Eiji is 60 years young. He was born in Japan in Shikoku, and grew up in a Buddhist temple since his grandpa was a monk. He spent his youth like a monkey, playing in the fields, rivers, mountains, and seas for 20 hours per day. He has also lived in Tokyo, and majored in French Literature at Chuo University in Tokyo.
“I never listened to adults around me but did listen to Chaplin, Visconti, Fellini, Carne, Picasso, Vivaldi, Bizet, Beethoven, Renoir… those top filmmakers, painters, composers, etc., who were the “real deals” to this wild kid.”
Since 1980, Eiji has been a professional boxer, and is still fighting for charities. He didn’t marry until he was 45, spending much of his time training boxing champions.
“I flew probably 800 times through the world and it taught me so much”, he says.
Eiji has coached not only world champions but also anyone wishing to learn from him, as boxing is a learning tool to be a better person in endless and diverse ways.
At Nimi Nikkei Home (before Corona), you could find Eiji in the Kenko Wellness Lounge teaching seniors how to box in the “Outfight Parkinson” program. When the gloves were off, he also helped copywrite Japanese for the website, and make posters. In his role as Volunteer Coordinator, he would help find volunteers, and organize volunteer appreciation events such as movie shows, boxing classes, boxing shows at the Dojo, etc.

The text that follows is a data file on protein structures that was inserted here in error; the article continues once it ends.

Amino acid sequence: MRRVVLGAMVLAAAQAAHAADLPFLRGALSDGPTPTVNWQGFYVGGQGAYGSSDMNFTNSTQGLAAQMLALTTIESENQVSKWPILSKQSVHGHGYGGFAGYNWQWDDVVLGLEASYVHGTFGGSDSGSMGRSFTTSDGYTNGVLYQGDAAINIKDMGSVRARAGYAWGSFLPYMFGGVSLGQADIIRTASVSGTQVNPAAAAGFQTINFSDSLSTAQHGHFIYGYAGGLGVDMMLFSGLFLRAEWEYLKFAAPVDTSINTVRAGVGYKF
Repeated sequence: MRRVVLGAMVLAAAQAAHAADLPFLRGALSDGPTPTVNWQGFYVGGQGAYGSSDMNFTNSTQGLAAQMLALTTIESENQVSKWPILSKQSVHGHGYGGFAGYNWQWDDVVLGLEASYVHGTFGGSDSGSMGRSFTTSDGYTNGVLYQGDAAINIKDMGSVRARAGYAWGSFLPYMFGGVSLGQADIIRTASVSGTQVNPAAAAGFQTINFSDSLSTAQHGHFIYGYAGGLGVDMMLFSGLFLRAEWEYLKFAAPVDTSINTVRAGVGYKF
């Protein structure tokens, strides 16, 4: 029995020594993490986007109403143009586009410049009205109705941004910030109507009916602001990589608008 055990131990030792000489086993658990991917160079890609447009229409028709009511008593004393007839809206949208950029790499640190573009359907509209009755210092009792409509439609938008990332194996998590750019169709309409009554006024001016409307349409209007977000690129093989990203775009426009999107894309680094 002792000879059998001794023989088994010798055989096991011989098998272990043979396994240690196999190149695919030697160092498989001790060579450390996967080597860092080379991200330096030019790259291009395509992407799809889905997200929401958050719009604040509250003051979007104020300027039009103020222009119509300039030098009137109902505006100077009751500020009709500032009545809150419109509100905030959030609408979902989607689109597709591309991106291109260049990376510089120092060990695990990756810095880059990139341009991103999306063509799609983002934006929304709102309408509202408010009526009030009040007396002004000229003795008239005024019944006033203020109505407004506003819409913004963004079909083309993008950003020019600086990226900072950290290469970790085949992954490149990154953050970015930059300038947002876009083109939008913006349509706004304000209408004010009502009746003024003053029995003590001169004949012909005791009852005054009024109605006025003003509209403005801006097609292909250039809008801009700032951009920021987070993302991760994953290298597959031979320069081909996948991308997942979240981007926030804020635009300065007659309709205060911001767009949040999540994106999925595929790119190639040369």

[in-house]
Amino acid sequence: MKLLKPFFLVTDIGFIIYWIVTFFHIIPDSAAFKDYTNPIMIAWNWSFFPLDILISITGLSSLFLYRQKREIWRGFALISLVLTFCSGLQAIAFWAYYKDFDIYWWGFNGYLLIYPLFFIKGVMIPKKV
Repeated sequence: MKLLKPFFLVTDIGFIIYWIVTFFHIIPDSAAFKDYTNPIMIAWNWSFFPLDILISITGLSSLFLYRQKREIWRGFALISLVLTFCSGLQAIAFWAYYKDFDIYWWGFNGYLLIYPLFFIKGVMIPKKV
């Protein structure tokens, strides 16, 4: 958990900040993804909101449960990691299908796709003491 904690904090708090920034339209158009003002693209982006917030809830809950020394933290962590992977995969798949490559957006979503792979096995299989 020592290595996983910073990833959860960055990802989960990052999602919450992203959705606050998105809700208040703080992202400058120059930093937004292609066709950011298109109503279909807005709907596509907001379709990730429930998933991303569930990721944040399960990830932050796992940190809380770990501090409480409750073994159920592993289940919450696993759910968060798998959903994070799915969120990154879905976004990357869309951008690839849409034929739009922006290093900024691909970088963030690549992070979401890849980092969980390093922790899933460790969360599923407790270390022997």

If you’re wondering how Eiji first got involved at Nikkei Place, this is how the story goes…
“I have a boxing class called MamaFight in North Vancouver. One night, a lady came to watch the class. Afterward, she said “I’m starting a class for seniors with Parkinson’s disease and I need to learn boxing first myself”. I said “I’ll come tomorrow” and I did. Ever since, years of miracle-making class where the “incurable disease” has been proven not incurable. When I heard “Parkinson’s disease”, there was no second to wait.”
When we asked Eiji why it was important to him to volunteer at Nikkei Place, he summed it up by quoting Mother Thersa – “A life not lived for others is not a life”.
The first time Eiji ran the “Outfight Parkinson” boxing class, he remembered that the seniors looked rather quiet and unsure. However, soon they were laughing out loud with other participants even about the disease and telling new participants “Don’t listen to those bad doctors. Just come here and punch! You’ll be fine, I guarantee!”
The biggest surprising moment that came from volunteering with Nimi Nikkei Home happened to Eiji in 2019.
“I found myself fighting again in the ring at age 59 against the 27-year-old Canadian National Champion 3 times within a year just to inspire the seniors.”
It’s hard not to be inspired by Eiji’s enthusiasm and zest for life. We are so happy and appreciative of all the wonderful things he brings to Nimi Nikkei Home – positivity, inspiration, and smiles on seniors’ faces.